“Another example from recent days that I saw got the attention of newspapers: the phone call I made to a young man who wrote me a letter. I called him because that letter was so beautiful, so simple. For me this was an act of generativity. I realized that he was a young man who is growing, that he saw in me a father, and that the letter tells something of his life to that father. The father cannot say, ‘I do not care.’ This type of fruitfulness is so good for me.”
Young Churches and Ancient Churches
Remaining with the subject of the church, I ask the pope a question in light of the recent World Youth Day. This great event has turned the spotlight on young people, but also on those “spiritual lungs” that are the Catholic churches founded in historically recent times. “What,” I ask, “are your hopes for the universal church that come from these churches?”
The pope replies: “The young Catholic churches, as they grow, develop a synthesis of faith, culture and life, and so it is a synthesis different from the one developed by the ancient churches. For me, the relationship between the ancient Catholic churches and the young ones is similar to the relationship between young and elderly people in a society. They build the future, the young ones with their strength and the others with their wisdom. You always run some risks, of course. The younger churches are likely to feel self-sufficient; the ancient ones are likely to want to impose on the younger churches their cultural models. But we build the future together.”
The Church as Field Hospital
Pope Benedict XVI, in announcing his resignation, said that the contemporary world is subject to rapid change and is grappling with issues of great importance for the life of faith. Dealing with these issues requires strength of body and soul, Pope Benedict said. I ask Pope Francis, in light of what he has just told me: “What does the church need most at this historic moment? Do we need reforms? What are your wishes for the church in the coming years? What kind of church do you dream of?”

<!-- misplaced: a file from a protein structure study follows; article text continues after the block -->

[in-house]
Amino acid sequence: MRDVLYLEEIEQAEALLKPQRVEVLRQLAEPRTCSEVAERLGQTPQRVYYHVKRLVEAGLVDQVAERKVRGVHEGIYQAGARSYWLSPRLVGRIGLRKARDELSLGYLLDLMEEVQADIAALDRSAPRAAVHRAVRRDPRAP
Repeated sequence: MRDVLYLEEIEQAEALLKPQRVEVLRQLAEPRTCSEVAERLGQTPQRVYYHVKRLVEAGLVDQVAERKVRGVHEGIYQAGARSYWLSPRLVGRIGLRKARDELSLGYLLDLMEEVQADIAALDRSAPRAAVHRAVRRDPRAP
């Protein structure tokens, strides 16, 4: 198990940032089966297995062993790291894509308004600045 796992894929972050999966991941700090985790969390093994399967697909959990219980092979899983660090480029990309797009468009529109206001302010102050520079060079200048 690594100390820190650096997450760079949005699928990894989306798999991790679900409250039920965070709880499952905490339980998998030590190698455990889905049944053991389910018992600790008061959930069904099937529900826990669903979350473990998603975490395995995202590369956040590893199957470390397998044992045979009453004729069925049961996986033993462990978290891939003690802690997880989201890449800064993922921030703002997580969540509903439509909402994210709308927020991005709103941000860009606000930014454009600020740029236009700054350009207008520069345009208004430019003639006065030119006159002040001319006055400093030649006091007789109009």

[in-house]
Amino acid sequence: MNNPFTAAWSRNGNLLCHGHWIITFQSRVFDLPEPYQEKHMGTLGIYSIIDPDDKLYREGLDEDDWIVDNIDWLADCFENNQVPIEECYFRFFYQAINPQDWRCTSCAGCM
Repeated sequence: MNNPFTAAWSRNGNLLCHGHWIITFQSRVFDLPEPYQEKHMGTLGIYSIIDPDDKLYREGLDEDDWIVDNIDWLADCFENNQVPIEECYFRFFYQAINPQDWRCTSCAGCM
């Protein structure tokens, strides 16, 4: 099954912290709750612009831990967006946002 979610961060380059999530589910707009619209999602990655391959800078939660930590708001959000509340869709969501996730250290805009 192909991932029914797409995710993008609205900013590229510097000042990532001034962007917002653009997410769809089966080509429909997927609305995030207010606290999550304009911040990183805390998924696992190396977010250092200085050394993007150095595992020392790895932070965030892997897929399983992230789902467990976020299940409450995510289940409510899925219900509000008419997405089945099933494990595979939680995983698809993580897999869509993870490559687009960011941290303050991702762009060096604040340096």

"The thing the church needs most today is the ability to heal wounds and to warm the hearts of the faithful; it needs nearness, proximity. I see the church as a field hospital after battle."
Pope Francis, picking up on the introduction of my question, begins by showing great affection and immense respect for his predecessor: “Pope Benedict has done an act of holiness, greatness, humility. He is a man of God.”
“I see clearly,” the pope continues, “that the thing the church needs most today is the ability to heal wounds and to warm the hearts of the faithful; it needs nearness, proximity. I see the church as a field hospital after battle. It is useless to ask a seriously injured person if he has high cholesterol and about the level of his blood sugars! You have to heal his wounds. Then we can talk about everything else. Heal the wounds, heal the wounds.... And you have to start from the ground up.
“The church sometimes has locked itself up in small things, in small-minded rules. The most important thing is the first proclamation: Jesus Christ has saved you. And the ministers of the church must be ministers of mercy above all. The confessor, for example, is always in danger of being either too much of a rigorist or too lax. Neither is merciful, because neither of them really takes responsibility for the person. The rigorist washes his hands so that he leaves it to the commandment. The loose minister washes his hands by simply saying, ‘This is not a sin’ or something like that. In pastoral ministry we must accompany people, and we must heal their wounds.